Using PCD for Woodworking has "Branched" Out...
"Wood" Without Trees
by David G. Freund, President
Saber Diamond Tools, Inc.
The concept of manufacturing products from wood is not new. In fact, wood was probably the very first raw material used in any manufacturing process. From the first caveman who pushed a sharp stone
through a tree branch to create an ax, our civilization has been into woodworking of some type. Over the last several thousand years, this wood processing has continued to be improved and refined. Instead of doing things by hand, machines have taken over
most of the tasks. Manufacturing items from wood has become faster and more accurate. As this manufacturing process has evolved, so has the tooling.
Wood has been a construction material since the very earliest times. When it comes to manufacturing items out of wood, you would think a very simple tool could do the job without any problem. One of the reasons wood has been used for so long is that it is relatively easy to cut. A sharp stone, soft metal or even a good set of dentures will do the job! Cutting wood is not nearly as difficult as cutting tungsten carbide, concrete or granite. All of these are hard materials; so it makes sense that you need something even harder, like diamond, to penetrate them. So why then would diamond, the hardest material on earth, become a popular tooling choice to cut wood, which is one of the softest materials? You have to scratch your head to figure out the logic.
To understand why Polycrystalline Diamond (PCD) is used to cut wood, you have to forget about what is being cut and concentrate on how it is being cut. The speed and accuracy that is needed in the manufacturing process of today is what forces the use of diamond. While carbide is measured in cubic millimeters of material removed and we evaluate stone and concrete cutting in terms of inches per minute feed rates, woodworking is discussed in terms of cubic yards per minute of material removed and thousands of feet per minute feed rates. Think about it! Wood is processed at up to 2500 feet per minute, that's 30 miles per hour!!! In one afternoon you could cut a board, one inch thick from Vancouver to Seattle. In roughly five days, you could cut your way from Vancouver to Miami. This is tremendously fast cutting but it also has to be combined with accuracy and high quality.
The accuracy is generally expected to be within .001 inch of a specific profile. Not that you would be able to tell if your bookcase or kitchen cabinet is .001 inch too short, but the accuracy is needed because of other steps in the automated manufacturing process sanding, laminating, painting, drilling, trimming, etc. If the diamond tool is not extremely accurate, it will have a negative impact on these subsequent operations. The quality of the cut produced by the diamond tool often times has to be high enough that no further processing is necessary. In other words, a finish cut quality that is good enough to be used for your dining room furniture, right off the diamond cutter. This requires the tool to have various sheer angles, hook angles, conical grinds and multiple piece diamond placement. All of these technical aspects must mesh together to produce a tool that will cut the profile to within .001 inch of specification without leaving any lines or visible defects.
Because of the fast feed rates, high RPMs are also common with woodworking operations. Routers that rotate at over 20,000 RPM are typical and some profile heads can run over 7,000 RPM. These heads often exceed a weight of 40 pounds, which makes tool runout and balance very critical issues. It is common to stack several heads on the same spindle to reduce the time it takes to set up for a new profile. This compounds the difficulty and continues to challenge the manufacturers of PCD tooling. Carbide tooling must meet these same challenges but the fact that the diamond tools are expected to run as much as 100 times longer, makes maintaining the sharpness, accuracy, and balance much more difficult for the diamond tools.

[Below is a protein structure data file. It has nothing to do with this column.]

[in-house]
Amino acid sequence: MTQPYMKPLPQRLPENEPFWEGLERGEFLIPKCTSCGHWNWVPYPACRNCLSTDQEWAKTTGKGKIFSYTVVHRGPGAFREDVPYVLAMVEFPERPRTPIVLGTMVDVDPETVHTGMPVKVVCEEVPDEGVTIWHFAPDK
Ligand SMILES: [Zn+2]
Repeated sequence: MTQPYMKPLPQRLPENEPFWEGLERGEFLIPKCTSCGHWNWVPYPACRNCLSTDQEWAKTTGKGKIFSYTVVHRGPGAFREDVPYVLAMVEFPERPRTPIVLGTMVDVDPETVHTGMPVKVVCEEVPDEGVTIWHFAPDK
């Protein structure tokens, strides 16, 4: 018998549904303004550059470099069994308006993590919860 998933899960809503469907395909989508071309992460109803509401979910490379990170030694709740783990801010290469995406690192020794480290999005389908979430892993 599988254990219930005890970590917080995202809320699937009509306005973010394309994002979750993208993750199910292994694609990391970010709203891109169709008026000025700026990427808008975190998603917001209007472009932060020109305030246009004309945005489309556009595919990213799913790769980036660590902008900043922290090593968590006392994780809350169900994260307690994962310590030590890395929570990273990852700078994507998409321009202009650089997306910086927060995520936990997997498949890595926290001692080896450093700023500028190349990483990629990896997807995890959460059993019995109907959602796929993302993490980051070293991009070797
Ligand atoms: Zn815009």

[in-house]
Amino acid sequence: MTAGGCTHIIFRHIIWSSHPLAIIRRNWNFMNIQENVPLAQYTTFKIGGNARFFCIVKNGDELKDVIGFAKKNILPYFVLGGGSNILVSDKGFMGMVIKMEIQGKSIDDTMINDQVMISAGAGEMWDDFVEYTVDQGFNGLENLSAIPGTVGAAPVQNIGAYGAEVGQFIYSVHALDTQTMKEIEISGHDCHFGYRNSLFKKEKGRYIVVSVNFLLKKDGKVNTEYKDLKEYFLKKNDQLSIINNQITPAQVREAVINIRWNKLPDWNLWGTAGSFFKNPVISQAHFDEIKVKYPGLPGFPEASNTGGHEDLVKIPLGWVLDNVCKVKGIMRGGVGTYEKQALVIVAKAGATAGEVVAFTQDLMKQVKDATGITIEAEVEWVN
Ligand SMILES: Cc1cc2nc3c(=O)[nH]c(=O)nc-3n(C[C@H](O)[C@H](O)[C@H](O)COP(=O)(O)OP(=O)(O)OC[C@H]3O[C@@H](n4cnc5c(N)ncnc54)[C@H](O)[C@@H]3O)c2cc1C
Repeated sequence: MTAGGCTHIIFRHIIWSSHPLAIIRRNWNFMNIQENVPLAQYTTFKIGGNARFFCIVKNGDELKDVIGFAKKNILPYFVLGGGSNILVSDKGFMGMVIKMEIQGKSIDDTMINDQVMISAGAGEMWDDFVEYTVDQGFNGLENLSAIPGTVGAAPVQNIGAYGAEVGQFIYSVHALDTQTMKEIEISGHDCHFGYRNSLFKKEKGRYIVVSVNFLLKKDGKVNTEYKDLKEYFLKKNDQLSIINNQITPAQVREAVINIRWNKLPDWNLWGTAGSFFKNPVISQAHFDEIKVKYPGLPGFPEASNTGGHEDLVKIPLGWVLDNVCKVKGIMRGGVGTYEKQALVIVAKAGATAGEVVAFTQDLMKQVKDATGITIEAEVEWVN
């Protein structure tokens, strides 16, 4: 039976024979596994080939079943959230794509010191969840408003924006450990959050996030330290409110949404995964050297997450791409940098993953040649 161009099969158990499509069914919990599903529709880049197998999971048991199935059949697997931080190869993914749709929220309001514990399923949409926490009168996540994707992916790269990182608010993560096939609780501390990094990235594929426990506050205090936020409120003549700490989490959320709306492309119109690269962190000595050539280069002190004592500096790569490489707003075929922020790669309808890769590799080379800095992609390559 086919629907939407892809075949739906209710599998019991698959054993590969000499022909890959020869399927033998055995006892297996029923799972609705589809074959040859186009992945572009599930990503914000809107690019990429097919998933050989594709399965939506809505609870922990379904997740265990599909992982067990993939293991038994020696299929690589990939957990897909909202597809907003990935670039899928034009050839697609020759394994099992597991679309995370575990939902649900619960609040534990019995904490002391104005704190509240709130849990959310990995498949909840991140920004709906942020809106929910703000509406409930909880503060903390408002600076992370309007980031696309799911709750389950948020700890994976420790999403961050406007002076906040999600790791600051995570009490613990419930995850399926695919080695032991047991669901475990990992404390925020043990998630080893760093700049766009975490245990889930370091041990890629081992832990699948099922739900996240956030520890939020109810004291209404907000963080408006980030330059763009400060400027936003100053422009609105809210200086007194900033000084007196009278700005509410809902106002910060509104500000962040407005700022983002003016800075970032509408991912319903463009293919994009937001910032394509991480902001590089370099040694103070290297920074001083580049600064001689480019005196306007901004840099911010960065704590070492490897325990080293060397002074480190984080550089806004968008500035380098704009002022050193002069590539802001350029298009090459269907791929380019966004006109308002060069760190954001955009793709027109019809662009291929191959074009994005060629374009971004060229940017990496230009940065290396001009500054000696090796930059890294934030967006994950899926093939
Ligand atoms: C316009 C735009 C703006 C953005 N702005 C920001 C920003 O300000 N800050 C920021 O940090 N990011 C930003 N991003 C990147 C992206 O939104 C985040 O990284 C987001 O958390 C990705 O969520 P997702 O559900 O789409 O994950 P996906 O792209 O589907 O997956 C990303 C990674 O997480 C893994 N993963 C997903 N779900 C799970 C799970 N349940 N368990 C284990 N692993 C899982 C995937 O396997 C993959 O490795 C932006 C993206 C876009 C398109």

Another major evolution in the woodworking industry is the material itself. When you think of woodworking you are probably thinking of oak, pine, maple- something that comes directly from trees. It might surprise you to learn that the PCD tools we are discussing are seldom used on these solid woods. The high demand for wood products and the scarcity of good quality natural wood has created a lot of "manufactured wood" materials. In fact, a lot of "woodworking" involves materials that have nothing to do with trees at all. A more correct term for this industry would be "Resinworking" rather than "Woodworking". It is the resin content, not the wood content, of these materials that has created the need for PCD tools in this industry.
Even traditional woods, such as the oak, pine, and maple, contain resin mixed with the organic fibers of the tree. The resins in these natural woods are relatively soft but they still are the most abrasive part of the natural woods. Diamond tooling is successfully used on solid woods and has proven to be very cost effective. But the real benefits of PCD tooling becomes much more obvious as the abrasiveness of the material increases. As the amount of resin or the hardness of resin increases in the material being cut, the cost benefits of using diamond tools becomes more pronounced.
Since it is becoming difficult to obtain enough natural wood to satisfy the demand, it is very common to combine a variety of organic fibers held together with resins to create a "wood-like" product. These manufacturing woods not only fill the void in supply, but they have tailored physical properties that actually exceed those present in nature. The amount and type of resin used has a great deal to do with the physical properties of the material as well as the degree of difficulty during cutting. Some products such as fiber board and particle board contain ground up, crushed pieces of natural wood, which are combined with a relatively large percentage of hard resin. These fiber boards and particle boards make up the bulk of what is considered the primary focus of PCD tooling in this industry today. Most of your desks, bookshelves, kitchen cabinets, flooring and many of the other items you thought were made of solid natural wood are actually one of these composite materials covered by a very realistic looking woodgrain laminate.